Support for LAist comes from
Made of L.A.
Stay Connected

Share This

This is an archival story that predates current editorial management.

This archival content was written, edited, and published prior to LAist's acquisition by its current owner, Southern California Public Radio ("SCPR"). Content, such as language choice and subject matter, in archival articles therefore may not align with SCPR's current editorial standards. To learn more about those standards and why we make this distinction, please click here.


L.A. Ordered To Pay $23.7 Million To Family Of Man Killed At Blind Intersection

Support your source for local news!
The local news you read here every day is crafted for you, but right now, we need your help to keep it going. In these uncertain times, your support is even more important. Today, put a dollar value on the trustworthy reporting you rely on all year long. We can't hold those in power accountable and uplift voices from the community without your partnership. Thank you.

A jury ordered the City of Los Angeles on Monday to pay $23.7 million to the family of a Northrup Grumman scientist who was killed on a city street three years ago. Attorneys representing the family successfully argued that unsafe intersection design was the chief factor contributing to 59-year-old Thomas Guilmette's death, according to the Daily Breeze.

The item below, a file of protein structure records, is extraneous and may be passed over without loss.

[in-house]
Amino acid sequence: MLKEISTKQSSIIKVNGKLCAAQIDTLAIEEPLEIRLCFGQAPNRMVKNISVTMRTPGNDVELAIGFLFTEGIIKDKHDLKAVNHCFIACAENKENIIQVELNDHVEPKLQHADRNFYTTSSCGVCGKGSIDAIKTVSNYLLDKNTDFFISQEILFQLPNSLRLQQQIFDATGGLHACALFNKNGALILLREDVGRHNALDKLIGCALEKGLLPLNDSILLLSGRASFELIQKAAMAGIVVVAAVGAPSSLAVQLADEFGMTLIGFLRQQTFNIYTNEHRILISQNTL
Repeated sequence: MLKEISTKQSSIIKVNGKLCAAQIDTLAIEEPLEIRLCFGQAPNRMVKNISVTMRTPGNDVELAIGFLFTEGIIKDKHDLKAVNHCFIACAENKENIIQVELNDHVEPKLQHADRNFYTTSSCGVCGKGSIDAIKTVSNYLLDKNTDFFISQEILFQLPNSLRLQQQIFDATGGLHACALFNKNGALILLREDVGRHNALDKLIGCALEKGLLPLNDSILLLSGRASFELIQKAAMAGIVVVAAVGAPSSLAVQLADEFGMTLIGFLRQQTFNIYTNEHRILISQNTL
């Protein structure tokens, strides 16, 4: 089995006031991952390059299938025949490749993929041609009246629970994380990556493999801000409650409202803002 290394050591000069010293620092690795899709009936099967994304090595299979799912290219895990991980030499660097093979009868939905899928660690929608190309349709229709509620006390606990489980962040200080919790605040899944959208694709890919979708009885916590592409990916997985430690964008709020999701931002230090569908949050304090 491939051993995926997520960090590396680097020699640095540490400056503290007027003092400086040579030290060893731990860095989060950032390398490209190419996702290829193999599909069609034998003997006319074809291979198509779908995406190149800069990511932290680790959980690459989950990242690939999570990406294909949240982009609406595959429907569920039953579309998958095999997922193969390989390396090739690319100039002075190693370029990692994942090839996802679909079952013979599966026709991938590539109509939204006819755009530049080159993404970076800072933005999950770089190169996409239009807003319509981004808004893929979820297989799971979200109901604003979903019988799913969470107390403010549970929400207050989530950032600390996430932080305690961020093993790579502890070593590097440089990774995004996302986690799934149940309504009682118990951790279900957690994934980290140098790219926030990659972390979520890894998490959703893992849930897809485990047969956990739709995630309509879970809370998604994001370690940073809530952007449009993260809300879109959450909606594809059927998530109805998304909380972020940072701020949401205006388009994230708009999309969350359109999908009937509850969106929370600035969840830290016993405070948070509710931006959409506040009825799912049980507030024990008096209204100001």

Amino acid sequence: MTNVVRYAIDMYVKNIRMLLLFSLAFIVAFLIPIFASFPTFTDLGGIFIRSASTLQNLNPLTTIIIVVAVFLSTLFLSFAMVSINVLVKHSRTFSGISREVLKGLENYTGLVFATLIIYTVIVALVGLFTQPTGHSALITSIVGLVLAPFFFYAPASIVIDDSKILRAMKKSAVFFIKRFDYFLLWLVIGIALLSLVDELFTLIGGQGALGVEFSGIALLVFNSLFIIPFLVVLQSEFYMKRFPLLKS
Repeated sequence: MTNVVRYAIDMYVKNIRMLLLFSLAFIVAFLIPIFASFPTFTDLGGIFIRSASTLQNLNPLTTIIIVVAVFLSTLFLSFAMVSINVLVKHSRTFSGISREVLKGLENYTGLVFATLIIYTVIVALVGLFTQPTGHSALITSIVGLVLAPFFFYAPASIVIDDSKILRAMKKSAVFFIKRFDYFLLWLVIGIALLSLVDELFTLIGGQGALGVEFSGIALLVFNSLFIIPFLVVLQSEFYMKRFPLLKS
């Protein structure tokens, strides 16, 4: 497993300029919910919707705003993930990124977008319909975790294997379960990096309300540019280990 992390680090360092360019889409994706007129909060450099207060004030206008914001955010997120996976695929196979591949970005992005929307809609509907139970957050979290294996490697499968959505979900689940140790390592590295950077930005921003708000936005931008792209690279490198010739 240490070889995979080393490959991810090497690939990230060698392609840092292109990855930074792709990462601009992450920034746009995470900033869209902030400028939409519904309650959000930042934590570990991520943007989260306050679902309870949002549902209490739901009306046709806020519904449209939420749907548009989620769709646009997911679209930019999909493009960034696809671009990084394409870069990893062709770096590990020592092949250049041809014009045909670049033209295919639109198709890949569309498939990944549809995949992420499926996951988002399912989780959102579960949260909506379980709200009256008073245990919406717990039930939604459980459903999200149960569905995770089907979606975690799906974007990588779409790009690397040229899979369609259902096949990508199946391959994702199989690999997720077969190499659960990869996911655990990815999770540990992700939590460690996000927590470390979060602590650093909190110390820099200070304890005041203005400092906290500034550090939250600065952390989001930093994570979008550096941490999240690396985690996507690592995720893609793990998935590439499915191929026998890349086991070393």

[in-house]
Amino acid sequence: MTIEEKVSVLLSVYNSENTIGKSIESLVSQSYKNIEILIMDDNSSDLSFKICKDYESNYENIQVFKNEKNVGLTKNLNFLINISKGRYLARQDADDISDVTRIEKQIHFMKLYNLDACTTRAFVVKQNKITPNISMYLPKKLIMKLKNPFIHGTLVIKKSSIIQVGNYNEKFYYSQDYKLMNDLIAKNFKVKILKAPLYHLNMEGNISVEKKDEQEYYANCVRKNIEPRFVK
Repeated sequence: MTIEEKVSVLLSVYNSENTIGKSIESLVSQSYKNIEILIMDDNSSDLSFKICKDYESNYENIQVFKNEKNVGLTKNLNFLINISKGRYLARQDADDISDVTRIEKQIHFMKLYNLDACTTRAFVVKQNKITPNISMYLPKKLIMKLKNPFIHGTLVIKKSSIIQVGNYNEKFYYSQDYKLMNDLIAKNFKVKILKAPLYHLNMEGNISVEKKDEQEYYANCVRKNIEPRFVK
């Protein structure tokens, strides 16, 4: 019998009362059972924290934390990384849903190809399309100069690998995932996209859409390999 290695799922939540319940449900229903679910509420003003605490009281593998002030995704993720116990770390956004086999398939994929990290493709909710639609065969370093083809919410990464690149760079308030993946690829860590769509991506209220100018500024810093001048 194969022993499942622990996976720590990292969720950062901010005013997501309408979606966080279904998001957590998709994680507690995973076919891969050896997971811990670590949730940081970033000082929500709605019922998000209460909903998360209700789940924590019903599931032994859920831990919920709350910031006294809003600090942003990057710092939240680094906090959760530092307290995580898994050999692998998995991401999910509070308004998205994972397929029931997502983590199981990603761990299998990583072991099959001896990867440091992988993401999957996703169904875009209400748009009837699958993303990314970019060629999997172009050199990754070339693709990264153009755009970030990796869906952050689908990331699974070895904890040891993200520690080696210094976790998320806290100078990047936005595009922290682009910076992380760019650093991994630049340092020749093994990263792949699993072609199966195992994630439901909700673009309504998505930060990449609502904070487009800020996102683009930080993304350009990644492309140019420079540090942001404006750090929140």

Guilmette was killed back in February of 2013. While riding a motorcycle on Summerland Avenue in San Pedro, Guilmette struck a car that was edging its way out into the road's intersection at Cabrillo Avenue to make a left turn. The intersection was uncontrolled, comes immediately after a hill that blocks the view for both turning motorists and oncoming traffic, and had a view further impeded by parked cars.

Attorneys underscored that the city had previously planned to remedy the intersection with a stop sign and restricted parking to improve visibility in both 2001 and 2009, but ultimately failed to carry out the recommendations of its own planners, according to the L.A. Times.

A stop sign and a restricted parking area were added after Guilmette's death, but attorneys argued the city was exceptionally liable because the intersection had been a known danger for more than a decade before Guilmette died.

Support for LAist comes from

"It wasn't until after the accident that they followed their own plan," said Don Liddy, who represents Guilmette's family. "Those changes would have allowed motorists to see each other at a dangerous intersection."

A spokesperson for the L.A. City Attorney's office said the judgment is "outrageous," and that the city will appeal the decision.

The thing is, L.A. is making a push to improve road safety across the board. Earlier this year, Los Angeles pledged to "Vision Zero," an initiative to eliminate road deaths completely by 2025. Adding stop signs, improving visibility are crucial parts to this that the city understands well, so well that they even marked the intersection where Guilmette was killed for improvements more than a decade before his death.

See Also: Mother, Daughter And Dog Struck And Killed In Crosswalk By SUV

Most Read